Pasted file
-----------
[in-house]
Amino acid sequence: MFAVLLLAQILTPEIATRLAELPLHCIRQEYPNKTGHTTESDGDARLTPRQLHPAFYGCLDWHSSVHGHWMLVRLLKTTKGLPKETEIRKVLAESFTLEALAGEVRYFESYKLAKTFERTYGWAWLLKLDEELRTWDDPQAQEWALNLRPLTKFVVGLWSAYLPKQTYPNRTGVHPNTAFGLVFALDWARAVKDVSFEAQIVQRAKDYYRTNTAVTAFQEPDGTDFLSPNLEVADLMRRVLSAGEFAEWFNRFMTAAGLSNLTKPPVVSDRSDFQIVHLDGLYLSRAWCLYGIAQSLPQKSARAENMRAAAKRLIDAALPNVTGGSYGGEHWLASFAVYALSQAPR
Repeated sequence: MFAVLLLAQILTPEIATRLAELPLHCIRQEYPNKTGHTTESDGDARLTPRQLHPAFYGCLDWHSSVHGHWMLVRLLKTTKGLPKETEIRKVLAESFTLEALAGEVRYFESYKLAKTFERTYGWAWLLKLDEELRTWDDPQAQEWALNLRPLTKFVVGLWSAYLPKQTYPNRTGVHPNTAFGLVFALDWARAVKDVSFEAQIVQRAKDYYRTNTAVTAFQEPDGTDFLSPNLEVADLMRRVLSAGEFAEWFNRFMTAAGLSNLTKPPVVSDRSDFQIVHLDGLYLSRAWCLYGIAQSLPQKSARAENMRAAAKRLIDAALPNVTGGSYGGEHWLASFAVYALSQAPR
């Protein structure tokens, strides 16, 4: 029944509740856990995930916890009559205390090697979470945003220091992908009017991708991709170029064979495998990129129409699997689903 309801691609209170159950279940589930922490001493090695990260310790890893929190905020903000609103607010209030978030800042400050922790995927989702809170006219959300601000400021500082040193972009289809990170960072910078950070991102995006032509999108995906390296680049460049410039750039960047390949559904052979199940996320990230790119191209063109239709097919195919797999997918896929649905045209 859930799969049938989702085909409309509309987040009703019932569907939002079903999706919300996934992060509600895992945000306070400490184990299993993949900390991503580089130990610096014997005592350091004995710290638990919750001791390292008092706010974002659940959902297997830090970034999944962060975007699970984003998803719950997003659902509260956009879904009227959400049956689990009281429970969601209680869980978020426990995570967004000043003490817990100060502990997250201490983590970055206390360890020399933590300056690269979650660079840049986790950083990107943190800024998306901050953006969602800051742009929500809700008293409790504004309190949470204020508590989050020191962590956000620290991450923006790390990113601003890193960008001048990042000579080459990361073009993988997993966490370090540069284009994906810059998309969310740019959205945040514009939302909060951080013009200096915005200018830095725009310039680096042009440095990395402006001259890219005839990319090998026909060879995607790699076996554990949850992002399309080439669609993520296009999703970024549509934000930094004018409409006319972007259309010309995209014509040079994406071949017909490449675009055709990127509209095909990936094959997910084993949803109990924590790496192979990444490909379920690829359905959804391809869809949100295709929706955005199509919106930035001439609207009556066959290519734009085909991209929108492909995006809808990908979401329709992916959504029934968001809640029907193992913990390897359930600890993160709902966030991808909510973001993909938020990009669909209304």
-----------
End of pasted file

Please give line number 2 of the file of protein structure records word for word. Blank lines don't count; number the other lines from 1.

Amino acid sequence: MFAVLLLAQILTPEIATRLAELPLHCIRQEYPNKTGHTTESDGDARLTPRQLHPAFYGCLDWHSSVHGHWMLVRLLKTTKGLPKETEIRKVLAESFTLEALAGEVRYFESYKLAKTFERTYGWAWLLKLDEELRTWDDPQAQEWALNLRPLTKFVVGLWSAYLPKQTYPNRTGVHPNTAFGLVFALDWARAVKDVSFEAQIVQRAKDYYRTNTAVTAFQEPDGTDFLSPNLEVADLMRRVLSAGEFAEWFNRFMTAAGLSNLTKPPVVSDRSDFQIVHLDGLYLSRAWCLYGIAQSLPQKSARAENMRAAAKRLIDAALPNVTGGSYGGEHWLASFAVYALSQAPR